The Hollow Men (published 1925) portrays a poetic consciousness in which intense nostalgia for a state of Edenic purity conflicts with the paradoxical search for a more enduring form of order through acts of denial and alienation. To the common observation that The Hollow Men expresses the depths of Eliot's despair, one must add that the poet in a sense chooses despair as the only acceptable alternative to the inauthentic existence of the unthinking inhabitants of the waste land. Eliot himself saw this kind of metaphysical despair as more intellectual than emotional. He says of Pascal, a "Christian thinker" with whom be clearly identifies:
His despair, his disillusion, are ... no illustration of personal weakness; they are perfectly objective, because they are essential moments in the progress of the intellectual soul; and for the type of Pascal they are the analogue of the drought, the dark night, which is an essential stage in the progress of the Christian mystic.
Principles of intellectual order control the despair of The Hollow Men as well, in the way the poem consciously evaluates experience in abstract terms, distinguishes between antithetical states of being, and establishes, both in form and subject matter, the archetype of the Negative Way as an alternative to disorder as well as to the illusory order of visionary experience. The following pages examine formal and thematic elements of the poem as representing the progress of Eliot's own "intellectual soul," and then show this progress as frustrated by the poet's attraction to a visionary imagery.
The Hollow Men replaces the richly chaotic style of The Waste Land with an austerity of expression that prepares for the contemplative mode of Ash-Wednesday. In what Bergonzi has called "a virtual surrender to the silence," the formal strategy of The Hollow Men, like its thematic content, seems designed to demonstrate how effectively the shadow of the inarticulate falls between the conception and the creation of an artistic work. Formal aspects of the poem imitate the characteristics of the hollow men it portrays. For example, their desire to "avoid speech" finds a counterpart in the poem's general paucity of utterance: the technique of constant repetition and negation--"The eyes are not here / There are no eyes here"--manages to employ only about 180 different words in a work 420 words long. The "Paralysed force, gesture without motion" applies not only to the men themselves but also to the poem as a whole, which exhibits little narrative progression in the conventional sense and eschews verbs of direct action.
As the hollow men grope together, form prayers to broken stone, and whisper meaninglessly, so the poem itself gropes toward a conclusion only to end in hollow abstraction, broken prayer, and the meaningless circularity of a child's rhyme. The conscious reduction of poetic expression to a bare minimum does away with metaphor and simile and produces a final section of the poem almost completely devoid of modifiers. The poem avoids capitulation to the silence of the inarticulate by relying on a highly structured syntax that tends to order experience in terms of binary opposition: "Shape without form, shade without colour," or "Between the idea / And the reality / Between the motion / And the act."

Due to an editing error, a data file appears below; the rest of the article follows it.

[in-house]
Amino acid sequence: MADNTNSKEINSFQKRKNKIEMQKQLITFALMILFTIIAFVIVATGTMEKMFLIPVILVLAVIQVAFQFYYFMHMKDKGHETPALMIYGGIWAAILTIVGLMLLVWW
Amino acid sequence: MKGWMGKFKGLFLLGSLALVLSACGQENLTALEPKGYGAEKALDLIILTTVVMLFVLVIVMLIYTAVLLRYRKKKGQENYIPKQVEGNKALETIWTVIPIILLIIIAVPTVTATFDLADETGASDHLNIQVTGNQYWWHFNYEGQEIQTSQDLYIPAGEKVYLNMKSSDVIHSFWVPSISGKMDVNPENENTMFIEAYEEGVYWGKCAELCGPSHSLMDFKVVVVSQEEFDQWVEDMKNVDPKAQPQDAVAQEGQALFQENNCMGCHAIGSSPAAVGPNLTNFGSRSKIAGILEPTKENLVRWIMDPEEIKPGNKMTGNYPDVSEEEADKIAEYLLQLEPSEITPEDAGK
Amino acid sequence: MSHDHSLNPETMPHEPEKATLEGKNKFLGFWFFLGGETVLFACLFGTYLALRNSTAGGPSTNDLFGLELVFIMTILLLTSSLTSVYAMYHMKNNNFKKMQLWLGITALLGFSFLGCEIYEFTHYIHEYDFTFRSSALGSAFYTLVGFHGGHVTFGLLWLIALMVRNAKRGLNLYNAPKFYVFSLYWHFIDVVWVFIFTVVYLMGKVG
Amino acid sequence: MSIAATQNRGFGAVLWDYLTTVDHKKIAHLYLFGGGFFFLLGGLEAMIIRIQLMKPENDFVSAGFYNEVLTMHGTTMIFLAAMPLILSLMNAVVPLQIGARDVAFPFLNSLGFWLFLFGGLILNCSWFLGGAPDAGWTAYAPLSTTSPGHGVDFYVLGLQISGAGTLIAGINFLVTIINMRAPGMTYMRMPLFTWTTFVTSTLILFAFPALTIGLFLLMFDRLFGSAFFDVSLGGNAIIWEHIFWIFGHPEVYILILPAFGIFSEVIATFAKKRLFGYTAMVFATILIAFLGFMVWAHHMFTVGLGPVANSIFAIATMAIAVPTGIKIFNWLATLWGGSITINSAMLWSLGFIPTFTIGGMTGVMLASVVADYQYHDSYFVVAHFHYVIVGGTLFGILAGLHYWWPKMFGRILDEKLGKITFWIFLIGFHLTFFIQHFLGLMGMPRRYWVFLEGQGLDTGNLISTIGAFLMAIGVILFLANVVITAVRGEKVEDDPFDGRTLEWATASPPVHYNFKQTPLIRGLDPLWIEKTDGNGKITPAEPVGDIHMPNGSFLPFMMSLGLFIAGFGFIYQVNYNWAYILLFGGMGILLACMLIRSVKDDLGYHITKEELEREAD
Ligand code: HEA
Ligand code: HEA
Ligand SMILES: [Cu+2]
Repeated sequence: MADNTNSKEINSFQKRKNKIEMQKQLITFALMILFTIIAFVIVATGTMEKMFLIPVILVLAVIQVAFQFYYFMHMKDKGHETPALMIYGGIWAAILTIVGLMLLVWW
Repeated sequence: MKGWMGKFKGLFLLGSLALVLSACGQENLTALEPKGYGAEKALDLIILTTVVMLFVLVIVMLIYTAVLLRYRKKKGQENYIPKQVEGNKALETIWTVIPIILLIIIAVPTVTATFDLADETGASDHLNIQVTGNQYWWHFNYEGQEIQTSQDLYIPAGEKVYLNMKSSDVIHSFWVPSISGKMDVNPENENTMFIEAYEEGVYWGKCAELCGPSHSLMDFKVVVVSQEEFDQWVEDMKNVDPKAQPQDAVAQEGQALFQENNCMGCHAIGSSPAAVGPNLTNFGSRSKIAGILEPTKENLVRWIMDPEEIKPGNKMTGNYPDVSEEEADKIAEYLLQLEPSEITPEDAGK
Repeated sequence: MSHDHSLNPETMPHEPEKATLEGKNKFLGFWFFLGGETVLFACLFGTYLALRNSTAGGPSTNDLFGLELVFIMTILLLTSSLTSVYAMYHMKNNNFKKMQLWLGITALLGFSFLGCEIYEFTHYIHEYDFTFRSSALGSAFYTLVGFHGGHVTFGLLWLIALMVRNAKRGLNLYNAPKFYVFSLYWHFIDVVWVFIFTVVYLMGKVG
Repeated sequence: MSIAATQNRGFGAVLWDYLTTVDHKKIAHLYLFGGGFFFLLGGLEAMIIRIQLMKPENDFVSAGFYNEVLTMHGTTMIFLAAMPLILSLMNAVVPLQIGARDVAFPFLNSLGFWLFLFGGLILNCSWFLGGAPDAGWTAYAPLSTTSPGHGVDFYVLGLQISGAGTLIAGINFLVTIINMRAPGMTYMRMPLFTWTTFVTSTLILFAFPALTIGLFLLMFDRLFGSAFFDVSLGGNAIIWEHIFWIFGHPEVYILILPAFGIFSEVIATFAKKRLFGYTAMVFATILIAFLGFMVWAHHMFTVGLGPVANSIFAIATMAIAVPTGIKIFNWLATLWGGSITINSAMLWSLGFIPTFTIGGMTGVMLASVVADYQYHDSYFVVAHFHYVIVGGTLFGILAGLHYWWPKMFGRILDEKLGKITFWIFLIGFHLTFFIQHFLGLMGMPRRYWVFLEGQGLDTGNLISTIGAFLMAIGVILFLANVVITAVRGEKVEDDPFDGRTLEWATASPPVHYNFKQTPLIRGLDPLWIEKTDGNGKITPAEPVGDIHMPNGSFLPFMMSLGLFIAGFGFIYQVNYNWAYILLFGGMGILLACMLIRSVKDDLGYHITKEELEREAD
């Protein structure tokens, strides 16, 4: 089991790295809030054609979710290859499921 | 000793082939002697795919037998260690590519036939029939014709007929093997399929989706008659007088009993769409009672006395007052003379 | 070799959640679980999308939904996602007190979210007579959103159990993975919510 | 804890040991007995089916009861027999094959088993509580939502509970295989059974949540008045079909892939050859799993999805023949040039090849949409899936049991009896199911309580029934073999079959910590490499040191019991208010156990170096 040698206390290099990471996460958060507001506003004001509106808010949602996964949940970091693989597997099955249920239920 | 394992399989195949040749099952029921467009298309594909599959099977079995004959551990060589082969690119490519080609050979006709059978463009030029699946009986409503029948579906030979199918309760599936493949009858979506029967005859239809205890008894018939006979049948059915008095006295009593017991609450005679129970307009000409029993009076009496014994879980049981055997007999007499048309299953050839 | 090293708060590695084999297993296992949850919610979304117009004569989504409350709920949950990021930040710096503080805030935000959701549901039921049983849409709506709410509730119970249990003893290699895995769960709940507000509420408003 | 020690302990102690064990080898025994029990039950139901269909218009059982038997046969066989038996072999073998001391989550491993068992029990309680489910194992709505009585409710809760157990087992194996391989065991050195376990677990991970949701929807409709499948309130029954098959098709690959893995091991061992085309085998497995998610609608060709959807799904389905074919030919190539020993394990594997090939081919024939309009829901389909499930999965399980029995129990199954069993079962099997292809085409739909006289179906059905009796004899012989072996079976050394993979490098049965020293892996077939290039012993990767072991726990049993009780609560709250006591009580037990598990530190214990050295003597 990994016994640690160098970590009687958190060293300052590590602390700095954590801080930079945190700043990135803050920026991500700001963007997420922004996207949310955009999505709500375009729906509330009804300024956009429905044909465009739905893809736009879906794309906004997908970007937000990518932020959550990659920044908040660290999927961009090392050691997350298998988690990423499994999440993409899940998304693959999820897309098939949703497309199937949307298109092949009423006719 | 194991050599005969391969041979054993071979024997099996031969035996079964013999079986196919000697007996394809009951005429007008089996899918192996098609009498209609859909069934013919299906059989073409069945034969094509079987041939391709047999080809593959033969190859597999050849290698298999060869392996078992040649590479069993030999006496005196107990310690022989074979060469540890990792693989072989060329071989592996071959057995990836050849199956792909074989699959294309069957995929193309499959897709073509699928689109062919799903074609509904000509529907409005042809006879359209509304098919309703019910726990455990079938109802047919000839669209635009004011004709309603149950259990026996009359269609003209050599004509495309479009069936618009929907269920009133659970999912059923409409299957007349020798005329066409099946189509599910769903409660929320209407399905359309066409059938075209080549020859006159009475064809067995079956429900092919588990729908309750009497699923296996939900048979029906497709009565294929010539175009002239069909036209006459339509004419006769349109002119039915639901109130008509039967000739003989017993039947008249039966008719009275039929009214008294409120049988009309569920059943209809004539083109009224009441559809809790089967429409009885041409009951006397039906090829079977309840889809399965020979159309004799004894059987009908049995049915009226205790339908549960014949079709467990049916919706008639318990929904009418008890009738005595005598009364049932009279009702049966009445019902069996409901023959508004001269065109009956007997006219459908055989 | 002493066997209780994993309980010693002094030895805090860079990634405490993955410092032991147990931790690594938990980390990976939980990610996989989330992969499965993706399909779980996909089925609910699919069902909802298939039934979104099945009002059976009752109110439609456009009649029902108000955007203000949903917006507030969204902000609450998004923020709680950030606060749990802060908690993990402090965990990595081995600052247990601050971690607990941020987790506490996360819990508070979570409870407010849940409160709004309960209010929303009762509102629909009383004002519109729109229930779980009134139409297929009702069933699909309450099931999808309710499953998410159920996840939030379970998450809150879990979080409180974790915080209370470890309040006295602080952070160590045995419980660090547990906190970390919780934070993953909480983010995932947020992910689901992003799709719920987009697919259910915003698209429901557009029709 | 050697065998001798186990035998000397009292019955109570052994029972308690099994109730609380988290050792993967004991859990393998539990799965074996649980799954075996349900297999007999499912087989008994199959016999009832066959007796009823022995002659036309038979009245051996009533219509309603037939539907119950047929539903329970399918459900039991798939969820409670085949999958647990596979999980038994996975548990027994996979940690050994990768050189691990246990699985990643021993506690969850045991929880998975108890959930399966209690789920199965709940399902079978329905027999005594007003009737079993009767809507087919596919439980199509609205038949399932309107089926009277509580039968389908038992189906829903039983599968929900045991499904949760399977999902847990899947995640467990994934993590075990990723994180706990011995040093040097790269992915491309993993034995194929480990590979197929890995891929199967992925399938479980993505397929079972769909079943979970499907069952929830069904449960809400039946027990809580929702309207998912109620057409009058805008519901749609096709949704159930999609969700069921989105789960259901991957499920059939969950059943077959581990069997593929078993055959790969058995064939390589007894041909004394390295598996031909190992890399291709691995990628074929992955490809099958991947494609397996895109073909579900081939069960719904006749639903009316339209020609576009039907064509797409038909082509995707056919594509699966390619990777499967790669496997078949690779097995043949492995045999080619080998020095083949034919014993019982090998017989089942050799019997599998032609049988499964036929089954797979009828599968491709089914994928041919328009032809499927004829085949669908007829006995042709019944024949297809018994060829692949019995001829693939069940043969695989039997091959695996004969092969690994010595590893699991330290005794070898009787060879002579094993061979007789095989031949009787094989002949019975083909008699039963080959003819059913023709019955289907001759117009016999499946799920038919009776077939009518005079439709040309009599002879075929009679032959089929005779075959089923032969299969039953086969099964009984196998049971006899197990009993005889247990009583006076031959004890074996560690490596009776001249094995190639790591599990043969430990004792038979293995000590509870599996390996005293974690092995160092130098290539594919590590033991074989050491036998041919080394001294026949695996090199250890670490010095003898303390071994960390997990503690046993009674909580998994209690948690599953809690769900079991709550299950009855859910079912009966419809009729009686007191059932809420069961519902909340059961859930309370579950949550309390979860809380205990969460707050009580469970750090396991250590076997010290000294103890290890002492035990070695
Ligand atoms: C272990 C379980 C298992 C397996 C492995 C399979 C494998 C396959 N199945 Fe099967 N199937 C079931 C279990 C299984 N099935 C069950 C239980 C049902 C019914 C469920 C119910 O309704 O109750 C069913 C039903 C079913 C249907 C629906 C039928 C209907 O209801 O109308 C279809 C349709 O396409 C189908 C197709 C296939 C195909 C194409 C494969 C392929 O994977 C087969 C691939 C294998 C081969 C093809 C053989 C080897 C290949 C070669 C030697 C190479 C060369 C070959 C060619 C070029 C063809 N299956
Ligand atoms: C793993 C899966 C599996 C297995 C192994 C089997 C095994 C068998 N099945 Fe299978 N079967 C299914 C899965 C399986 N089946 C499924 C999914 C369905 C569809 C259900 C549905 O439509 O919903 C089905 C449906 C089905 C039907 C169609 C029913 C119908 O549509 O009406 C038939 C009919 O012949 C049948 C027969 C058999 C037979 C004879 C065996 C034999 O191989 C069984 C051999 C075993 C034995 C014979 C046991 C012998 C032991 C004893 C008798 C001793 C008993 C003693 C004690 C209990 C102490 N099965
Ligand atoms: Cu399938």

The quality of a poetic style marked by verbal austerity and relentless negation forms a structural counterpart to a thematic strategy that repudiates the validity of human experience at every level. In this respect the poem expands upon the theme of denial explored as part of the individual's search for meaning in The Waste Land. In modern existential terms as well as those of traditional Christianity, the Negative Way leads ultimately to an encounter with nothingness which, paradoxically, can inspire the individual with faith in God. Kierkegaard seeks to explain this paradox by showing that dread [aengste], the simultaneous fear and intense awareness of nothingness, opens up the possibility of faith in an infinite beyond human life by "laying bare all finite aims and discovering their deceptions," by revealing the "deadendedness" of life itself: "When the discoveries of possibility are honestly administered, possibility will then disclose all finitudes and idealize them in the form of infinity in the individual who is overwhelmed by dread, until in turn be is victorious by the anticipation of faith." The via negativa brings the individual to a terminal point marking the boundary between the finite and the infinite.
The Hollow Men explores this boundary situation in its images of finality or extremity and in a thematic structure comprising two different states of being. The poem's speaker anticipates with dread "that final meeting"; the men grope together "In this last of meeting places"; the final section, in its generalized abstraction of all that has gone before, tells us that "This is the way the world ends." The Dantescan image of the lost souls "Gathered on this beach of the tumid river" belongs to a boundary motif that recurs throughout Eliot's poetry: Prufrock escapes from the world of skirts and teacups to the world of visionary imagination via a "walk upon the beach." The protagonist of The Waste Land sits down and weeps "By the waters of Leman," then upon the shore "with the arid plain behind me." The sea of The Dry Salvages "is the land's edge also." The persona of The Hollow Men has arrived, intellectually and imagistically, at the outer limit of one world only to find that its ''deliberate disguises" conceal a finite lack of possibility: between the potency and existence "Falls the Shadow."
From Conflicts in Consciousness: T.S. Eliot’s Poetry and Criticism. Urbana: University of Illinois Press, 1984.